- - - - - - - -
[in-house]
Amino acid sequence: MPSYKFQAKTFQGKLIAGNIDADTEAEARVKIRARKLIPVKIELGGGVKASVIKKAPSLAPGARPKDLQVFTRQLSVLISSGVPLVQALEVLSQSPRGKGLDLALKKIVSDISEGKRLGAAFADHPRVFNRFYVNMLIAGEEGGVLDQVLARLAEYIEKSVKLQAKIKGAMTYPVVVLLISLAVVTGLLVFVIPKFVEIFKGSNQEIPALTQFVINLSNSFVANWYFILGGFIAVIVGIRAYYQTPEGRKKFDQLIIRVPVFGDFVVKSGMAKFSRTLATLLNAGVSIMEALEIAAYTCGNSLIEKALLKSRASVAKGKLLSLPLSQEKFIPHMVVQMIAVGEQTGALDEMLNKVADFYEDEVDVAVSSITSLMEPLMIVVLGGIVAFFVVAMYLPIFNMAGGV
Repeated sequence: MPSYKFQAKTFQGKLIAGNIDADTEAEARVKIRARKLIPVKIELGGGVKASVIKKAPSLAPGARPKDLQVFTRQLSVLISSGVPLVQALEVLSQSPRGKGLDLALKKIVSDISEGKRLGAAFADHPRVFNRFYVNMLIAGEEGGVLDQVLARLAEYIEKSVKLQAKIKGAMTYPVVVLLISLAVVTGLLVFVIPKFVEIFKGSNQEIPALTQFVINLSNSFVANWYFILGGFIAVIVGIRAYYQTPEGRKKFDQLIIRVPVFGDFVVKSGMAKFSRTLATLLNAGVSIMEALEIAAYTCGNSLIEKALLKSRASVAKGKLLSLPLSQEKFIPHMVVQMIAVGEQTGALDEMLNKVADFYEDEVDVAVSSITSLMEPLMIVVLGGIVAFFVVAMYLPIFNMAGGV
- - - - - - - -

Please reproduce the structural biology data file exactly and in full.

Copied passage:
[in-house]
Amino acid sequence: MPSYKFQAKTFQGKLIAGNIDADTEAEARVKIRARKLIPVKIELGGGVKASVIKKAPSLAPGARPKDLQVFTRQLSVLISSGVPLVQALEVLSQSPRGKGLDLALKKIVSDISEGKRLGAAFADHPRVFNRFYVNMLIAGEEGGVLDQVLARLAEYIEKSVKLQAKIKGAMTYPVVVLLISLAVVTGLLVFVIPKFVEIFKGSNQEIPALTQFVINLSNSFVANWYFILGGFIAVIVGIRAYYQTPEGRKKFDQLIIRVPVFGDFVVKSGMAKFSRTLATLLNAGVSIMEALEIAAYTCGNSLIEKALLKSRASVAKGKLLSLPLSQEKFIPHMVVQMIAVGEQTGALDEMLNKVADFYEDEVDVAVSSITSLMEPLMIVVLGGIVAFFVVAMYLPIFNMAGGV
Repeated sequence: MPSYKFQAKTFQGKLIAGNIDADTEAEARVKIRARKLIPVKIELGGGVKASVIKKAPSLAPGARPKDLQVFTRQLSVLISSGVPLVQALEVLSQSPRGKGLDLALKKIVSDISEGKRLGAAFADHPRVFNRFYVNMLIAGEEGGVLDQVLARLAEYIEKSVKLQAKIKGAMTYPVVVLLISLAVVTGLLVFVIPKFVEIFKGSNQEIPALTQFVINLSNSFVANWYFILGGFIAVIVGIRAYYQTPEGRKKFDQLIIRVPVFGDFVVKSGMAKFSRTLATLLNAGVSIMEALEIAAYTCGNSLIEKALLKSRASVAKGKLLSLPLSQEKFIPHMVVQMIAVGEQTGALDEMLNKVADFYEDEVDVAVSSITSLMEPLMIVVLGGIVAFFVVAMYLPIFNMAGGV